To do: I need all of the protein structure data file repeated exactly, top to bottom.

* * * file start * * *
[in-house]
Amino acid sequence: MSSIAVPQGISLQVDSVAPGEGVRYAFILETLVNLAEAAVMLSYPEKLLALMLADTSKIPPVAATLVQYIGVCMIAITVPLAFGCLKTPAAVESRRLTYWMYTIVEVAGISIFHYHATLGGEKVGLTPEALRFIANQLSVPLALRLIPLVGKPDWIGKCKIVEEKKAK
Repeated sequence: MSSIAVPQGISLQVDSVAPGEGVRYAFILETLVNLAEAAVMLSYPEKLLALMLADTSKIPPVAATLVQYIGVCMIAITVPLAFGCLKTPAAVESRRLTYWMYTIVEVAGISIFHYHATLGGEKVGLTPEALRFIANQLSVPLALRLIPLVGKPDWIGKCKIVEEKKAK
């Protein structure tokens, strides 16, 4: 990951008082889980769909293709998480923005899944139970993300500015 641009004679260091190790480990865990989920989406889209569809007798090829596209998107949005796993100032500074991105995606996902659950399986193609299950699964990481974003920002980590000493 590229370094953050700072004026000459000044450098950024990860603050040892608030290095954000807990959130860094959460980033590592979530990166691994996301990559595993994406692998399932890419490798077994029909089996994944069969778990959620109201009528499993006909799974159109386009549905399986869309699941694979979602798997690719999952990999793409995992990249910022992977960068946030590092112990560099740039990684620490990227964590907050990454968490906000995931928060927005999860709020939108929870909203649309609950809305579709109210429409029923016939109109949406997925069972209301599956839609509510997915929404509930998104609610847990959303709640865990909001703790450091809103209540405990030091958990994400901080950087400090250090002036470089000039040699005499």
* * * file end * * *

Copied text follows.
[in-house]
Amino acid sequence: MSSIAVPQGISLQVDSVAPGEGVRYAFILETLVNLAEAAVMLSYPEKLLALMLADTSKIPPVAATLVQYIGVCMIAITVPLAFGCLKTPAAVESRRLTYWMYTIVEVAGISIFHYHATLGGEKVGLTPEALRFIANQLSVPLALRLIPLVGKPDWIGKCKIVEEKKAK
Repeated sequence: MSSIAVPQGISLQVDSVAPGEGVRYAFILETLVNLAEAAVMLSYPEKLLALMLADTSKIPPVAATLVQYIGVCMIAITVPLAFGCLKTPAAVESRRLTYWMYTIVEVAGISIFHYHATLGGEKVGLTPEALRFIANQLSVPLALRLIPLVGKPDWIGKCKIVEEKKAK
């Protein structure tokens, strides 16, 4: 990951008082889980769909293709998480923005899944139970993300500015 641009004679260091190790480990865990989920989406889209569809007798090829596209998107949005796993100032500074991105995606996902659950399986193609299950699964990481974003920002980590000493 590229370094953050700072004026000459000044450098950024990860603050040892608030290095954000807990959130860094959460980033590592979530990166691994996301990559595993994406692998399932890419490798077994029909089996994944069969778990959620109201009528499993006909799974159109386009549905399986869309699941694979979602798997690719999952990999793409995992990249910022992977960068946030590092112990560099740039990684620490990227964590907050990454968490906000995931928060927005999860709020939108929870909203649309609950809305579709109210429409029923016939109109949406997925069972209301599956839609509510997915929404509930998104609610847990959303709640865990909001703790450091809103209540405990030091958990994400901080950087400090250090002036470089000039040699005499």